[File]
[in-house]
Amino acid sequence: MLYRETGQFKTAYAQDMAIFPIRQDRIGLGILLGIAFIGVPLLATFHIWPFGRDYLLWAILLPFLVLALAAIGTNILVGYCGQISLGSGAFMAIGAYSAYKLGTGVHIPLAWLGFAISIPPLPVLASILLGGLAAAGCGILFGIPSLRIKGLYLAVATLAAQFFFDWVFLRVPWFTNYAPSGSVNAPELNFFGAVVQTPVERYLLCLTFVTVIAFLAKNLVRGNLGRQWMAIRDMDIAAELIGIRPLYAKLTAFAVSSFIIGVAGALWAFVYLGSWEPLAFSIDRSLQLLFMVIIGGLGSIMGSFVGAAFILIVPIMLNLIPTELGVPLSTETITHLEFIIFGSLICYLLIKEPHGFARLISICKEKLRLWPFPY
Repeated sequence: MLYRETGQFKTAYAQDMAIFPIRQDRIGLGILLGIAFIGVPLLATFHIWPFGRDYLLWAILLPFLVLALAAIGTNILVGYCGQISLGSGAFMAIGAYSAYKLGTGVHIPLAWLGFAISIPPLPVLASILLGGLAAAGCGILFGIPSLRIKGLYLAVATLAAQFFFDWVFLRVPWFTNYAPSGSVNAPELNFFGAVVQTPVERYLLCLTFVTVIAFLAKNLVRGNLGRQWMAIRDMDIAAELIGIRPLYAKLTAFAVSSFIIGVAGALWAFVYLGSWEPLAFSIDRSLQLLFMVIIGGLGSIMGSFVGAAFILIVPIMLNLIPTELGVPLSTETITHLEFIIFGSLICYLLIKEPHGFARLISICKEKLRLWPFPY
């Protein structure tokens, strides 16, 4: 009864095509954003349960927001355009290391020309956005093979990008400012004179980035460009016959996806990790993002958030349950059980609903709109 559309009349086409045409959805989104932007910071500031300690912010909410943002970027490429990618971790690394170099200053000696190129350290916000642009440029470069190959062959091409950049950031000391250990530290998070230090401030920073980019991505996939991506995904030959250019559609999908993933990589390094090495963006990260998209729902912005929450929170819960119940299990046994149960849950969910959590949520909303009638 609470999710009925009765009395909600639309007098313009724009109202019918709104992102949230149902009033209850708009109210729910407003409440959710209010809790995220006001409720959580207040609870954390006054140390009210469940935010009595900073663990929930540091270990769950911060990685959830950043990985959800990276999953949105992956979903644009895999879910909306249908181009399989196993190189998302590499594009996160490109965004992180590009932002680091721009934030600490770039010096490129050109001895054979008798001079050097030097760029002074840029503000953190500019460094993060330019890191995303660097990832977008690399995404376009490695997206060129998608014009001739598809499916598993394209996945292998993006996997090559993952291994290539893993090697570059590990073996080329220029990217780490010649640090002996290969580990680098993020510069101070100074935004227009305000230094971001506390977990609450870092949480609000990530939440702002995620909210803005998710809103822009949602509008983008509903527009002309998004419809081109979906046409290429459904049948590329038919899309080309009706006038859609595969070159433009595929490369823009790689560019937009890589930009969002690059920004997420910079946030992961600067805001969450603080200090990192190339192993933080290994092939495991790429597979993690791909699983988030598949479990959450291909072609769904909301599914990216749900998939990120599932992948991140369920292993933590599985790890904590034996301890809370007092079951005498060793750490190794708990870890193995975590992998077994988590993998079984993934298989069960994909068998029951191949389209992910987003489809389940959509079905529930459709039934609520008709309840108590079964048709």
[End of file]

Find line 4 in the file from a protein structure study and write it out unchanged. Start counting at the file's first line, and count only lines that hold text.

């Protein structure tokens, strides 16, 4: 009864095509954003349960927001355009290391020309956005093979990008400012004179980035460009016959996806990790993002958030349950059980609903709109 559309009349086409045409959805989104932007910071500031300690912010909410943002970027490429990618971790690394170099200053000696190129350290916000642009440029470069190959062959091409950049950031000391250990530290998070230090401030920073980019991505996939991506995904030959250019559609999908993933990589390094090495963006990260998209729902912005929450929170819960119940299990046994149960849950969910959590949520909303009638 609470999710009925009765009395909600639309007098313009724009109202019918709104992102949230149902009033209850708009109210729910407003409440959710209010809790995220006001409720959580207040609870954390006054140390009210469940935010009595900073663990929930540091270990769950911060990685959830950043990985959800990276999953949105992956979903644009895999879910909306249908181009399989196993190189998302590499594009996160490109965004992180590009932002680091721009934030600490770039010096490129050109001895054979008798001079050097030097760029002074840029503000953190500019460094993060330019890191995303660097990832977008690399995404376009490695997206060129998608014009001739598809499916598993394209996945292998993006996997090559993952291994290539893993090697570059590990073996080329220029990217780490010649640090002996290969580990680098993020510069101070100074935004227009305000230094971001506390977990609450870092949480609000990530939440702002995620909210803005998710809103822009949602509008983008509903527009002309998004419809081109979906046409290429459904049948590329038919899309080309009706006038859609595969070159433009595929490369823009790689560019937009890589930009969002690059920004997420910079946030992961600067805001969450603080200090990192190339192993933080290994092939495991790429597979993690791909699983988030598949479990959450291909072609769904909301599914990216749900998939990120599932992948991140369920292993933590599985790890904590034996301890809370007092079951005498060793750490190794708990870890193995975590992998077994988590993998079984993934298989069960994909068998029951191949389209992910987003489809389940959509079905529930459709039934609520008709309840108590079964048709």